British Stroke Association: Stoicism Puts You at an Increased Risk of Stroke Morbidity

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If you’re the clinician (and you are), you know that with every suspected of clear-cut TIA (or acute stroke), the questions you need answered STAT are: 1) Is there an intracranial bleed?, 2) Is the vessel open or completely occluded, 3) If open, is the vessel tightly stenotic or not?, and (now that you probably have some decision-making time left) 4) Is there intermediate stenosis and/or a potential source of emboli?

 

But if you’re at the checkout lane or the dining table instead of the Emergency Room, you need an ever-ready plan of action… and a handy inexpensive tool.

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The British Stroke Association just published what we’ve always known: Stoicism increases the morbidity of stroke. In particular, in this time of strained EMS and hospital resources, there is in the back of our minds the sense that “I don’t want to be an unnecessary burden to them.”

Well, in the back of your brain (perhaps next to that thought) there might be an even better, ischemic reason to dial 911 (999 in Britain) and get under all the Clinicians’ brilliance and authority immediately.

And consider also— regardless— carrying a packet of powdered aspirin with you in your wallet. If not for you, then for the one sitting next to you on the bus who’s having the same experience. Just one, under the tongue, STAT, while you’re waiting for help to arrive….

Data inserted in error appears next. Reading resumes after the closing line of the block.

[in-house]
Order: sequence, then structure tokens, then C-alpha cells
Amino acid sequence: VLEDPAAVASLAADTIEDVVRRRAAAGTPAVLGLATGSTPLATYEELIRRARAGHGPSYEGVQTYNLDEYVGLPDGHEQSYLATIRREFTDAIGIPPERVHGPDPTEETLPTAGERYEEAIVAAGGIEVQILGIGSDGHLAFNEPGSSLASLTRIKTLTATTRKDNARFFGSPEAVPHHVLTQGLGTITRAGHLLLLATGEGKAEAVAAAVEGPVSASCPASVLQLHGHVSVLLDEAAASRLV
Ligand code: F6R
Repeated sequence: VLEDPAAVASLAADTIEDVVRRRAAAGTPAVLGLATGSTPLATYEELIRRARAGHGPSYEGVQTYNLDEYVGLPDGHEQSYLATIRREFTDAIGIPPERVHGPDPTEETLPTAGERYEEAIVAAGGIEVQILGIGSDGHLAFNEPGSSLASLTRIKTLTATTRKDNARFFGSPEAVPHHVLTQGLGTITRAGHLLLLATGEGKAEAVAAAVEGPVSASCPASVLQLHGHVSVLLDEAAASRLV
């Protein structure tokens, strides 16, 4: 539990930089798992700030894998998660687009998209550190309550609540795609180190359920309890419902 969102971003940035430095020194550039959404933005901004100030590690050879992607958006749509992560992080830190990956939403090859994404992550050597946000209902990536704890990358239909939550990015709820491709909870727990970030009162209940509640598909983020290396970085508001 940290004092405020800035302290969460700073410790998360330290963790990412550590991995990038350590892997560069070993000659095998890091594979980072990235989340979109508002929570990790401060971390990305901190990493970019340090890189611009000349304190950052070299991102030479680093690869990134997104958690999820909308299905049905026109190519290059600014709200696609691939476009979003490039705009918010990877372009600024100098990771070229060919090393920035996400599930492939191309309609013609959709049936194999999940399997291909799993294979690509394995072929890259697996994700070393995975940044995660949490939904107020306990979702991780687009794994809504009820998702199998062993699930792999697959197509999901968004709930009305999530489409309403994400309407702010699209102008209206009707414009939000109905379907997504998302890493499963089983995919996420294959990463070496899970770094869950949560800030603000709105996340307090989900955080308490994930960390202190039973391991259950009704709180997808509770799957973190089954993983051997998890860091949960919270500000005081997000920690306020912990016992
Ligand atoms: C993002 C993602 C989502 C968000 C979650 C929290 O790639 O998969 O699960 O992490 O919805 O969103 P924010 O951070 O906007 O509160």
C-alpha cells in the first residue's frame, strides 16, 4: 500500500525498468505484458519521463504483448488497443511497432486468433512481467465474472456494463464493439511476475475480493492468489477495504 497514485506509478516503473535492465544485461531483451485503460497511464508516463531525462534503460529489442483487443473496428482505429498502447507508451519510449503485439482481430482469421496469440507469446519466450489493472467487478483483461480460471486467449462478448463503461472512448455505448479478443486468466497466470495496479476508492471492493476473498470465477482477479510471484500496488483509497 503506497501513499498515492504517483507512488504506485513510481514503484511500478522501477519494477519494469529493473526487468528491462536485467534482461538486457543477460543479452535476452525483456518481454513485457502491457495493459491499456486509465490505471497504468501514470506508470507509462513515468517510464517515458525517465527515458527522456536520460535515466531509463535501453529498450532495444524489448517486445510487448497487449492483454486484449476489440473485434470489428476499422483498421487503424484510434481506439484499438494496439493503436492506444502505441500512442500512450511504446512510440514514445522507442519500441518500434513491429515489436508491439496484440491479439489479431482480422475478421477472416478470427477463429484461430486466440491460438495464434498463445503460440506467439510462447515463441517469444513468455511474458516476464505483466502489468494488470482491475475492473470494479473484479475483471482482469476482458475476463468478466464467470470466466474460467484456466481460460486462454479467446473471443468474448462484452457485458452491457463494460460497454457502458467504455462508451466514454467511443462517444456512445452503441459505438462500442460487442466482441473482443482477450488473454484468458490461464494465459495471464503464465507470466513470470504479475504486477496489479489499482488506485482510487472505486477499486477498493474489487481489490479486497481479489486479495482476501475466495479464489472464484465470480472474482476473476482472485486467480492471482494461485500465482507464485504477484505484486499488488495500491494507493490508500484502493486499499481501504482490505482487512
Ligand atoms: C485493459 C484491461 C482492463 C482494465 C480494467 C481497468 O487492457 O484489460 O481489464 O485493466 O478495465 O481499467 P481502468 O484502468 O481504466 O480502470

At this moment, what else do you have on your schedule to do?

And if it turns out there’s an intracranial bleed, your aspirin isn’t going to be the source of the problem, and you’ll hopefully have spurned them (or yourself) to get on the INSIDE of an ER immediately.

The British Stroke Association just published what we’ve always known: Stoicism increases the morbidity of stroke. In particular, in this time of strained EMS and hospital resources, there is in the back of our minds the sense that “I don’t want to be an unnecessary burden to them.”

Well, in the back of your brain (perhaps next to that thought) there might be an even better, ischemic reason to dial 911 (999 in Britain) and get under all the Clinicians’ brilliance and authority immediately.

And consider also— regardless— carrying a packet of powdered aspirin with you in your wallet. If not for you, then for the one sitting next to you on the bus who’s having the same experience. Just one, under the tongue, STAT, while you’re waiting for help to arrive….

At this moment, what else do you have on your schedule to do?

And if it turns out there’s an intracranial bleed, your aspirin isn’t going to be the source of the problem, and you’ll hopefully have spurned them (or yourself) to get on the INSIDE of an ER immediately.

If you're the clinician (and you are), you know that with every suspected of clear-cut TIA (or acute stroke), the questions you need answered STAT are: 1) Is there an intracranial bleed?, 2) Is the vessel open or completely occluded, 3) If open, is the vessel tightly stenotic or not?, and (now that you probably have some decision-making time left) 4) Is there intermediate stenosis and/or a potential source of emboli?

But if you're at the checkout lane or the dining table instead of the Emergency Room, you need an ever-ready plan of action... and a handy inexpensive tool.

And now, some very good advice: If you even THINK you might be having a heart attack or stroke, then you’re already just as guilty as the person who DID.

Act on that thought and save your life… EMS is never too busy or burdened to start working on You.

 

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